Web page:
Update your LinkedIn profile with your headline — “moving to Minneapolis — looking for a new job in consumer products.”  Post your new status on Google+, Twitter, Facebook — and any other social networking sites you use. Send personal messages to your trusted LinkedIn connections and let people know you’re coming to town. A cross-country move is a great excuse to reach out to former colleagues or classmates and ask for assistance with introductions, informational interviews, or job leads.

4. Leverage Your Network 

It’s time to leverage your network and start building new relationships. Use LinkedIn Groups to find like-minded job seekers or networking groups in your new city. The Groups Directory page will give you suggestions of groups to join or allow you to search by keyword or category. And don’t underestimate the power of your alumni network. My Cornell alumni page on LinkedIn is a treasure trove of information — it gives me an incredible dashboard that tells me where fellow alumni live, who they work for and what they do. In a single snapshot, I can tell who is working in business development in the San Francisco Bay Area and presto — I’ve got my target list of people to reach out to to find a biz dev job in that city.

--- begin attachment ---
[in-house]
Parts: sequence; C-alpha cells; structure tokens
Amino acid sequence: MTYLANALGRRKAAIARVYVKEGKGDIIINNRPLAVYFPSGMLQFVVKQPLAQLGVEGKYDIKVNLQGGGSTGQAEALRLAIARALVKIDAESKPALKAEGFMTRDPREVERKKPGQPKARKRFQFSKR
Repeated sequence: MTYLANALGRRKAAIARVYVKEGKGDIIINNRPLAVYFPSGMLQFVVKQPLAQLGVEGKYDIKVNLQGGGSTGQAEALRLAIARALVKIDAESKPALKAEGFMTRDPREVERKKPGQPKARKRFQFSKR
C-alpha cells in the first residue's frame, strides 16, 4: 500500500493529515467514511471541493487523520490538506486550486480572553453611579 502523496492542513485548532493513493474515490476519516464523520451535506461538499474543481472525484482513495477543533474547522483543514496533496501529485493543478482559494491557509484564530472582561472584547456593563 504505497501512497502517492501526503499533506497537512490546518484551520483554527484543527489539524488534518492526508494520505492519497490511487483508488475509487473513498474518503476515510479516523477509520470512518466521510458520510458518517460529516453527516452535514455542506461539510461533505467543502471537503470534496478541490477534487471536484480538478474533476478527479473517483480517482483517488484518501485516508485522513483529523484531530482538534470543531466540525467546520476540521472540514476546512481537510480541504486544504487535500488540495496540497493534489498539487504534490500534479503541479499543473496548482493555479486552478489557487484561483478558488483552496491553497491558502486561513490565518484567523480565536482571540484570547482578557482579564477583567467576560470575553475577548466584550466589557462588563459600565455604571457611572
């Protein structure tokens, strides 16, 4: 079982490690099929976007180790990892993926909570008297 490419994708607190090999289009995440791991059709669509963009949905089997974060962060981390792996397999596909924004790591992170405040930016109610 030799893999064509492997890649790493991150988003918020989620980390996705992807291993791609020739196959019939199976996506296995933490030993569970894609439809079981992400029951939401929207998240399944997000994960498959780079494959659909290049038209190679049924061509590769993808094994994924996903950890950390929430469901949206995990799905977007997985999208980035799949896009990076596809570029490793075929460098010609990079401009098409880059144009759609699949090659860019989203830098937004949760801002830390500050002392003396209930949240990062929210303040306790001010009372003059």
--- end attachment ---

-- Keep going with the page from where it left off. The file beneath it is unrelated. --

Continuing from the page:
For the more adventurous who want to take networking offline, consider joining an in-person MeetUp group. The Portland Job Seekers Group, for example, hosts regular networking and recruiting events around town.

5. Ask for Help

Once you’ve tapped into your network, old and new, go ahead and take the plunge— ask for the help you need. People relish being the expert on their city and enjoy helping friends and acquaintances find their footing in a new locale. Ask your friends, friends of friends, friends’ parents— who they know who can help your cause. Be as specific as possible in your requests for help.  Do you want contacts in digital media and entertainment or are you looking for informational interviews with consumer products professionals in Cincinnati?